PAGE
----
Now that we have the eating part under control, it’s time to talk about the harder part of being vegan: the people around you.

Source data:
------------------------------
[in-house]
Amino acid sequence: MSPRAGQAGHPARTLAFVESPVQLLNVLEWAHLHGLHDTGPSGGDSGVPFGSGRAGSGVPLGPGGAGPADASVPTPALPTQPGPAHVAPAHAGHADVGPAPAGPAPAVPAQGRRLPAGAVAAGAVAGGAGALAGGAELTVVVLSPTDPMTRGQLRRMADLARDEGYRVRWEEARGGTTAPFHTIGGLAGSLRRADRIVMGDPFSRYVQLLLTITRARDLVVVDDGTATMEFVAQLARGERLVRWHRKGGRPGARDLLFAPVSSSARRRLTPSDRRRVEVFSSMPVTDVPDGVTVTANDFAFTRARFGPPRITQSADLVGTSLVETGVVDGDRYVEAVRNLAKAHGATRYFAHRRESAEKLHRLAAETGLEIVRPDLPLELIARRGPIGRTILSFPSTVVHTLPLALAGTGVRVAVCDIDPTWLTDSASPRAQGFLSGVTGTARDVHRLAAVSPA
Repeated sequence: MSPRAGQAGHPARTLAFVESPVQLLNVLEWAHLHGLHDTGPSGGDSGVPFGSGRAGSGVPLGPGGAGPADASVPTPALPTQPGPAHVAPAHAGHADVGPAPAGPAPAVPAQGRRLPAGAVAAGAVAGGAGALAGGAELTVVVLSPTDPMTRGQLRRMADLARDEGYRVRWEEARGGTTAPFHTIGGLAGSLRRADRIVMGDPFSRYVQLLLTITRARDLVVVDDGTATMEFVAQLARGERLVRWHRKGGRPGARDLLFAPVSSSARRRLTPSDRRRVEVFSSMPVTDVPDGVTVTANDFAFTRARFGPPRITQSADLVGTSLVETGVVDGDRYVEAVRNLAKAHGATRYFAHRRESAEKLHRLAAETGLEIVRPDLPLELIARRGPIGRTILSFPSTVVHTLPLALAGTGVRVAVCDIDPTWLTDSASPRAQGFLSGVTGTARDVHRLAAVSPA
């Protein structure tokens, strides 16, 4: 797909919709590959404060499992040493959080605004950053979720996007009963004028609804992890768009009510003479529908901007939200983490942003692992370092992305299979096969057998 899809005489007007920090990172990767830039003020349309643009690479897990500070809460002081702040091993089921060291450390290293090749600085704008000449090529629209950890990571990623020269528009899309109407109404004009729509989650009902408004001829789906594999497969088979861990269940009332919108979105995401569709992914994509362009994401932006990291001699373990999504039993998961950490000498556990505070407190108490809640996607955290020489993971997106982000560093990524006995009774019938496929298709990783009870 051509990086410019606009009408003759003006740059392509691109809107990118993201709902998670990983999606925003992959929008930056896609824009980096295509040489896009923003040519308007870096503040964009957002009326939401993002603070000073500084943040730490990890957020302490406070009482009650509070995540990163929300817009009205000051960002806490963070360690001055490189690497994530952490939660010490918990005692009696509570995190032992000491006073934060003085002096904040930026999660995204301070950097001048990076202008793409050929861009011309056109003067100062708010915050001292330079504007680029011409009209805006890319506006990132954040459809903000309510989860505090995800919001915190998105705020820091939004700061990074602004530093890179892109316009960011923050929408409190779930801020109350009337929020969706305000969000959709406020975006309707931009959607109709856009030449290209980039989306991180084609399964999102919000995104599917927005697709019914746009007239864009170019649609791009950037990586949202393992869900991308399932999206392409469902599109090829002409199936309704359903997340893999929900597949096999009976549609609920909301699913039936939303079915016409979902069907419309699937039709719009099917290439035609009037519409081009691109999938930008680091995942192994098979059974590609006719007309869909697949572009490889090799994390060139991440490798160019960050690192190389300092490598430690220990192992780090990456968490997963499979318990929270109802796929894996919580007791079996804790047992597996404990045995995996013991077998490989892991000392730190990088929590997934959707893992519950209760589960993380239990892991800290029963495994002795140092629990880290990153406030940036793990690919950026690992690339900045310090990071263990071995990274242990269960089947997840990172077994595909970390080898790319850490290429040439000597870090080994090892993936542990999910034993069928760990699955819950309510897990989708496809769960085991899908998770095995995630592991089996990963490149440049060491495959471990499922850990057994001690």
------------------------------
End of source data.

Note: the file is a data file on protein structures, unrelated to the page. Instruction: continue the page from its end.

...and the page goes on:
When it comes to your peers, it’s fine to express your opinion, but be careful not to put anyone down in the process. If you start preaching to your roommate that you hardly know, implying they’re a terrible person for eating meat, then you’re not going to make a friend. Keep in mind that your roommate probably doesn’t know a lot of vegans and you’re setting the example for what a vegan is like. Guys especially may call you a “sissy” for not eating meat, but hey, you know that’s not true. Try not to argue back. Instead, say something lighthearted, like “Don’t you know chicks dig vegans?” Or make a little joke, like “Well don’t be surprised if I crush you from high atop my tower of moral superiority” (thank you Vegan Freaks!). Most of the time, people just want to get a rise out of you, and it’s pointless to argue back. People may have genuine questions that sound stupid to you, but you probably had those same questions not so long ago. And some people are just curious. If somebody seems defensive, something like “I like animals” is a much better response than “I refuse to take part in a society that enslaves animals and expects us to drink pus-filled secretions that you call milk.”